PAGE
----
It takes a while to "win" when one does it my way. In the last post, I brought up a couple of times where I "lost," and I just had to lower my head and soldier on. The problem I've traditionally had in the past had to do with how naive and overly trusting I could be in regards to the intentions of the other party. It's hard to wrap my head around the concept that the other party doesn't have the same agenda as me in regards to having my best interests at heart. If anyone out there wonders why I've done so well in these conflicts of the past several years, I would attribute my success to the fact that I've got the other party's well being in mind, AND that I've just had a ton of practice at this sort of thing. One example of why those two things in tandem can work to my advantage over the other party lies in fact that the other party often doesn't have the support of those around them that I have when it becomes clear where they are coming from vs. where I am coming from. That's a big lesson I learned from my days with Sara in 1988.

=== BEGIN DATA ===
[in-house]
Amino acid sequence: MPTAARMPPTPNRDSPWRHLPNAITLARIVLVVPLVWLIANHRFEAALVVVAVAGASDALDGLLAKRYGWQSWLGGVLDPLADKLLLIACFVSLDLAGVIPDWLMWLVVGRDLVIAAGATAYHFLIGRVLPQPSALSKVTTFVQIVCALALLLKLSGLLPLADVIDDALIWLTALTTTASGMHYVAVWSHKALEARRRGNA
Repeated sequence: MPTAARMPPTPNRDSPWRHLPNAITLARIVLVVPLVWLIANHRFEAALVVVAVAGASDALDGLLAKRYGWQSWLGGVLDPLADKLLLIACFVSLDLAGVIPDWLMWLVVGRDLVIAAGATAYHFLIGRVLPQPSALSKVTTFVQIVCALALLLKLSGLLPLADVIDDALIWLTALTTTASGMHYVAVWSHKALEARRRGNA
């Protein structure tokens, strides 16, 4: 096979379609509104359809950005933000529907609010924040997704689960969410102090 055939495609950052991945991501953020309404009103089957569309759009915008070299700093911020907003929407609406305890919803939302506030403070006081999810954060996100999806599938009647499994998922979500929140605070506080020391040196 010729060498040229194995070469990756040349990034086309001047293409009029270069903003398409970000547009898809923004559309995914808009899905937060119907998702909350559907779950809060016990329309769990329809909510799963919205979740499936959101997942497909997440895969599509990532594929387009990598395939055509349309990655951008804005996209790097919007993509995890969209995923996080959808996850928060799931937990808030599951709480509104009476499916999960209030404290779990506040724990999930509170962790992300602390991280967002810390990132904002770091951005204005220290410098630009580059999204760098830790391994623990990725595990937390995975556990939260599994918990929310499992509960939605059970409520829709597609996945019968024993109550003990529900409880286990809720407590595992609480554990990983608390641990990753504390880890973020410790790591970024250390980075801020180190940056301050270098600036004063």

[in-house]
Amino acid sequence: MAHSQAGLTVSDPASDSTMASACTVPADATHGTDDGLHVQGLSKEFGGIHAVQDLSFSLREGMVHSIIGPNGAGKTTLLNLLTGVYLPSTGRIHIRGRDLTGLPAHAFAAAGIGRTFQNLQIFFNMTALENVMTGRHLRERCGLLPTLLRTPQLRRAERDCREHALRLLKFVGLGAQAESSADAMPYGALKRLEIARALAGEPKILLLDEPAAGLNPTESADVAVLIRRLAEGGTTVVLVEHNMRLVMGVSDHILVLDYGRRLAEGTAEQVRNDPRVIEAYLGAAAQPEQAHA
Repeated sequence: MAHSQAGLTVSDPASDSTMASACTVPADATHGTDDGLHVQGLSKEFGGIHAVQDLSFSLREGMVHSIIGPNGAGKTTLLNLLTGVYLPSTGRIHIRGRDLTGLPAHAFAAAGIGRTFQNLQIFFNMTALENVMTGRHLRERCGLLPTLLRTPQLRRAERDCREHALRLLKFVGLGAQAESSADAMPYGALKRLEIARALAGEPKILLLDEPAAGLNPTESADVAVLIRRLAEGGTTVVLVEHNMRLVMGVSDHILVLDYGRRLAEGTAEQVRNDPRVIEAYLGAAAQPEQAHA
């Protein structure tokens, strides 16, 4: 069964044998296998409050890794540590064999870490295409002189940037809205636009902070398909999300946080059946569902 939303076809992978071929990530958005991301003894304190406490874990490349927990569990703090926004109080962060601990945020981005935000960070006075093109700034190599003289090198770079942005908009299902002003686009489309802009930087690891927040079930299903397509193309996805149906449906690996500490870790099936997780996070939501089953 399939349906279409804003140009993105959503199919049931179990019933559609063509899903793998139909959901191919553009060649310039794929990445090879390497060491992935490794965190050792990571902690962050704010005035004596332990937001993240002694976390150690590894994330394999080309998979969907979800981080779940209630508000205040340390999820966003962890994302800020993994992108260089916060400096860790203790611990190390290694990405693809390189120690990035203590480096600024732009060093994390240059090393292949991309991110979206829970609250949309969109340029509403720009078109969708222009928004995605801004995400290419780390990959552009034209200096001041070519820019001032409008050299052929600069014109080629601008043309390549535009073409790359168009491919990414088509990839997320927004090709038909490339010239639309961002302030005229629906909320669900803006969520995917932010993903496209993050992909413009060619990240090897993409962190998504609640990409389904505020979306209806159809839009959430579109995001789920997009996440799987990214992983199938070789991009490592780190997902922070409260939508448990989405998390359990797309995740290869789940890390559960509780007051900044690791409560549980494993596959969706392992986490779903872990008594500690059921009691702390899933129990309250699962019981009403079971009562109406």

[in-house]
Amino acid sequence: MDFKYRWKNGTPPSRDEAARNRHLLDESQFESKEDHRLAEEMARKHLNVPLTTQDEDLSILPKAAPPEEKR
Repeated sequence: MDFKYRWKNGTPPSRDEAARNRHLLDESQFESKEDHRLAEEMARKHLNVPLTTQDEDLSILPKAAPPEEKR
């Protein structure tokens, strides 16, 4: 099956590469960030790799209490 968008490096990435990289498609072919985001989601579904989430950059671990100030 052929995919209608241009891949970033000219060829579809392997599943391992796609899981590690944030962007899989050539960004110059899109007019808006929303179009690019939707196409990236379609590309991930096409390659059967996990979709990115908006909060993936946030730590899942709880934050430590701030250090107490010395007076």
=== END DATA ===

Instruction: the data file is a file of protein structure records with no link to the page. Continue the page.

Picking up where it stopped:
On to the second question. I don't think I am addicted to these conflicts. I don't think that I will try to milk this conflict of these past several years for all it's worth. In 1999, in the aftermath of the incident at Rhythm house, I thought it'd be clever to depict my antagonists in that conflict as victims of the Whitman Massacre in the first issue of my comic book. Talk about shooting myself in the foot! Those people even tried to set me up with a gal before I sent them a copy of the book the next year. When that gal didn't work out, the sister of one of the Whitman victims said that she wanted to hang out with me. Then I sent them the copy of that book, and that was the end of that.
It was only years later, when instead of the kind of effigy I did of those antagonists in the first issue of Richy Vegas Comics, I came out with issue # 4, which simply told my side of the whole brouhaha that started the trouble in the first place, that they all kind of called off the dogs on me. So, that's the lesson I learned from that; that just telling my side of the story has a better chance of working to my advantage than trying to get cute. After I finish what I'm currently working on, which should take about five or six more years, I will try to do a series on the experience I just had for my comic book. In fact, that's kind of where my head is at right now. I'm not thinking about trying to pick up women or have love interests or anything like that. I hope that my intention of telling my side of this story doesn't alarm anyone out there. I try to be fair and reasonably discreet when I relate these stories.